Educating Rita.. and Jane, and Nancy, and..
Statistics Canada has recently released (http://www.statcan.ca/Daily/English/030331/d030331b.htm) a report showing enrolment trends in University. The gist of it is that the number of women starting to take post-secondary education is increasing much faster than the number of men, that mathematics and physical sciences are the areas experiencing the highest growth rates, and that the growth of graduate studies enrolment is increasing faster than that of undergraduates.
Some of this doesn’t seem to be that unusual. After all, women have been historically under-represented in post-secondary education, right? So they’re just catching up as we become more gender equal it seems. At least, so it seems until you realize that in every year of the study, from 1997 to 2001, there have actually been more women enrolled in post-secondary education than men. It’s startling then to realize just how solid the glass ceiling really is – you would expect that with a larger proportion of women having degrees than men, and that proportion continuing to grow, we’d see more women in the upper management positions that university supposedly prepares us for.
More interesting however is when you look at all three of these trends to see what might be the common factors. For a hint, think about the last time you saw a scholarship or bursary that required the student be a man. It’s not an easy thing to find, however you can find several bursaries and scholarships where one of the requirements is to be a woman. Similarly, the governments are very pro-active about providing funding both for the physical sciences and math and for graduate studies scholarships and bursaries.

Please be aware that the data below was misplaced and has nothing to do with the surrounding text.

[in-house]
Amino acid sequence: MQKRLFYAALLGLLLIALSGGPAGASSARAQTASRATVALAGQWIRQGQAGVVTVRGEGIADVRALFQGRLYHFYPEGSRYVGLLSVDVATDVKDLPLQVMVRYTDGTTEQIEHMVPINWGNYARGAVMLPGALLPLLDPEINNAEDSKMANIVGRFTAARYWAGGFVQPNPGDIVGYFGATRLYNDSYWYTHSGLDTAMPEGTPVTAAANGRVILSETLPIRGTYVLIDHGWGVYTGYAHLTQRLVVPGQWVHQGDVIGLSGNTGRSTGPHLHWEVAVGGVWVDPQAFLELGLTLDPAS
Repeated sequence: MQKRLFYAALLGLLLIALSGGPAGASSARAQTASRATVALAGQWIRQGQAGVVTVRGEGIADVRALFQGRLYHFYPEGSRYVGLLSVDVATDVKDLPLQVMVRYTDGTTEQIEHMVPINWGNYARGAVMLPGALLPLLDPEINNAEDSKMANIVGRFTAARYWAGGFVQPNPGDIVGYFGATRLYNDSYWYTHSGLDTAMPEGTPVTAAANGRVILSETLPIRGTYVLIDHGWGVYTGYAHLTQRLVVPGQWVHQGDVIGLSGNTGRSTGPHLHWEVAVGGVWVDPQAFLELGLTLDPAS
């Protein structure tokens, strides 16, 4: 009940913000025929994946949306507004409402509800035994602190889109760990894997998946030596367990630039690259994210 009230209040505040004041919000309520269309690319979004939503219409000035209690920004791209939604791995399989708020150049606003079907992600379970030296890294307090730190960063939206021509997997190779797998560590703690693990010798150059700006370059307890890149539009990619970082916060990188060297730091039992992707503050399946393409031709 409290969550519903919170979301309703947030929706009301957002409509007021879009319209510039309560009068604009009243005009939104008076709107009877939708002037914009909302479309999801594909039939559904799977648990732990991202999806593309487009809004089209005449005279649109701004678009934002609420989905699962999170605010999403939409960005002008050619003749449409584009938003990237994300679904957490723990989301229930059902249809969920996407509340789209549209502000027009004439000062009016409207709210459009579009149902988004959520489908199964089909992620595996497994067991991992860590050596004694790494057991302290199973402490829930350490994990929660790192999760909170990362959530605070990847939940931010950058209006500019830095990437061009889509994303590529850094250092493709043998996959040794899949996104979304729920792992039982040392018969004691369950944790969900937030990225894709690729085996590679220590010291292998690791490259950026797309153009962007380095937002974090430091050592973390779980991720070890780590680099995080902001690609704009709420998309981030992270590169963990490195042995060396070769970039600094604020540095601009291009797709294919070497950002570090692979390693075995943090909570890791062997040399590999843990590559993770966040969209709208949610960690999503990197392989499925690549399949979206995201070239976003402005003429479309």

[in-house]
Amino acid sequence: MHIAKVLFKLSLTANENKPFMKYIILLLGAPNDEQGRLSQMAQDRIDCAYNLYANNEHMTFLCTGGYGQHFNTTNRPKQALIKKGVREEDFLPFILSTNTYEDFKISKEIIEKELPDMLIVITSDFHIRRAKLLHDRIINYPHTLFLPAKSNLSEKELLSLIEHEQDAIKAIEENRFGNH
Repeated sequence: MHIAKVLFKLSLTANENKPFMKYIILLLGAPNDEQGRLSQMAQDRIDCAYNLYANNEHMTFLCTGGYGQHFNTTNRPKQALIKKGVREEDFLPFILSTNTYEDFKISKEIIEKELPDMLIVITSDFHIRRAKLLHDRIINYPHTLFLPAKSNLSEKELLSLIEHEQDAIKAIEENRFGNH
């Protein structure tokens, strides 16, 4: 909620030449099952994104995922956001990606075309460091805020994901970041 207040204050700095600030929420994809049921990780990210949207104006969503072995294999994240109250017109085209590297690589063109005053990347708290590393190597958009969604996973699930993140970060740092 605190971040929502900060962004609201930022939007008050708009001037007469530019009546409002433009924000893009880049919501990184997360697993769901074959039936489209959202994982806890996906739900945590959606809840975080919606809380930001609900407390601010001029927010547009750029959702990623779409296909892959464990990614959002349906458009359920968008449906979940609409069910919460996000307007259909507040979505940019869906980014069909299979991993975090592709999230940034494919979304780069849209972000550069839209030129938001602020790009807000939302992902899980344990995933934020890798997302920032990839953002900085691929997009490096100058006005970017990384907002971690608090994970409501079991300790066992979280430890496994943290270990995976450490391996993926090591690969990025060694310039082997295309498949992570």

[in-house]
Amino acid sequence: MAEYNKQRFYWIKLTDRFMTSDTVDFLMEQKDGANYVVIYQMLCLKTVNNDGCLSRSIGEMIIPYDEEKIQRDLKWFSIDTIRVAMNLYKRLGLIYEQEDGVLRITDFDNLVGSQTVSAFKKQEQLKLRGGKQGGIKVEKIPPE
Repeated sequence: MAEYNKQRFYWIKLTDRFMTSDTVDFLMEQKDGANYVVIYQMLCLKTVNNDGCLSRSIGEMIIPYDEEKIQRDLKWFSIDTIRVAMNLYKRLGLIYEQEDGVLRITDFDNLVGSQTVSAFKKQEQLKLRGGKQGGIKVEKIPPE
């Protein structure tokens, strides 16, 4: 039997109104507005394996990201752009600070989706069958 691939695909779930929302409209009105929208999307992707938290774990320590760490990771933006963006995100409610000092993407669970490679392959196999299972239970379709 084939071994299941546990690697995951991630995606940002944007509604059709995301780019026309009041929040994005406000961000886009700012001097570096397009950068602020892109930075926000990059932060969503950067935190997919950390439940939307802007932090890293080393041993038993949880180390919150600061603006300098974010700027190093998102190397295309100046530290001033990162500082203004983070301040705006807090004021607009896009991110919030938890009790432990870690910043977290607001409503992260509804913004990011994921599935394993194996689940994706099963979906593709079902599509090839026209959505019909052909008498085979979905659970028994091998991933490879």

In short, the trends of enrolment almost exactly parallel where the majority of government funding and bursaries are to be found. Yet somehow the Alberta government thinks that inadequate funding increases to Alberta Universities will not hurt enrolment or the “Alberta Advantage” of a highly skilled workforce.
PC Party Re-Thinking
Who says wishes can’t come true? It seems that the Progressive Conservative party is starting to undergo a change in thinking. Not one, but two PC party members are taking the lead in attempting to get the Federal government to change the parental assistance requirement that student financing currently has in place.
Both Nova Scotia’s Education minister Angus MacIsaac (http://www.gov.ns.ca/news/details.asp?id=20030404013) and the progressive conservative minister for Fundy Royal, John Herron [see the CASA news release, John Herron’s Motion Is On The Mark, in this issue] are attempting to have the student financing parental requirements re-examined or eliminated entirely. Could this be the start of a trend where the Progressive Conservatives actually realize the value of a post-secondary education? There are even some noises about this out here in the West, where, according to the March 30th Edmonton Journal, at the Annual General Meeting for the Alberta Progressive Conservative party, two resolutions were passed – one calling on the government to address the issue of rising tuition, the other to make sure that tuition does not prevent students from any socio-economic backgrounds from taking university if so desired.
More importantly, does this mean that you or I might see some benefits in the form of reduced tuition or additional assistance programs made available? The jury is still out on this one, as in the case of the Maritime calls for change, the Federal government is not progressive conservative. In the case of Alberta, we still have to deal with Premier Klein, a man who seems to have difficulty in hearing opinions that don’t match his own.
Still, it’s a promising sign.
A native Calgarian, Karl is perpetually nearing the completion of his Bachelor of Arts with a Major in Information Studies. He also works for the Computer Sciences Virtual Helpdesk for Athabasca University and plans to eventually go on to tutor and obtain his Master’s Degree.